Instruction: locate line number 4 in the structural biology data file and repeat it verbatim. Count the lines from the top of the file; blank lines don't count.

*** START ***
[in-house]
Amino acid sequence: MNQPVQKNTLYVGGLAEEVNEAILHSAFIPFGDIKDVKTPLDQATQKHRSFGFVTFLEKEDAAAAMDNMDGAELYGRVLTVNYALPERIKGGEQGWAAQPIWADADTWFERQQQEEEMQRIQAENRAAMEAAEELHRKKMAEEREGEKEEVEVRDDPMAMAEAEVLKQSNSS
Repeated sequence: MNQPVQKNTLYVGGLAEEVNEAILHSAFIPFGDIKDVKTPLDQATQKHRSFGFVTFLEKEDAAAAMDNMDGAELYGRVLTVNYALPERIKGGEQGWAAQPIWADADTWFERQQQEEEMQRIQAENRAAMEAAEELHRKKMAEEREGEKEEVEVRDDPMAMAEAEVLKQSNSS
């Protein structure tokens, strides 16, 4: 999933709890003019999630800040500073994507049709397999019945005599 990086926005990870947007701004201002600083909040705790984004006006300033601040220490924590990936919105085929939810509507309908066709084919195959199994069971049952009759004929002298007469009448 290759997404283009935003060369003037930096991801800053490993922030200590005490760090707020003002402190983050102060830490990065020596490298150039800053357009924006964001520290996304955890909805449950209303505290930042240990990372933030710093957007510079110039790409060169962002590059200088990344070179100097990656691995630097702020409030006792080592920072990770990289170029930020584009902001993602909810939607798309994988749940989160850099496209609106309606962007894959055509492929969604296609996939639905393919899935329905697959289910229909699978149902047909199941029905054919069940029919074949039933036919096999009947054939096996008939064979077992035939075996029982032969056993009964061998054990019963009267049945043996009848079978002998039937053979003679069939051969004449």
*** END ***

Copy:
């Protein structure tokens, strides 16, 4: 999933709890003019999630800040500073994507049709397999019945005599 990086926005990870947007701004201002600083909040705790984004006006300033601040220490924590990936919105085929939810509507309908066709084919195959199994069971049952009759004929002298007469009448 290759997404283009935003060369003037930096991801800053490993922030200590005490760090707020003002402190983050102060830490990065020596490298150039800053357009924006964001520290996304955890909805449950209303505290930042240990990372933030710093957007510079110039790409060169962002590059200088990344070179100097990656691995630097702020409030006792080592920072990770990289170029930020584009902001993602909810939607798309994988749940989160850099496209609106309606962007894959055509492929969604296609996939639905393919899935329905697959289910229909699978149902047909199941029905054919069940029919074949039933036919096999009947054939096996008939064979077992035939075996029982032969056993009964061998054990019963009267049945043996009848079978002998039937053979003679069939051969004449």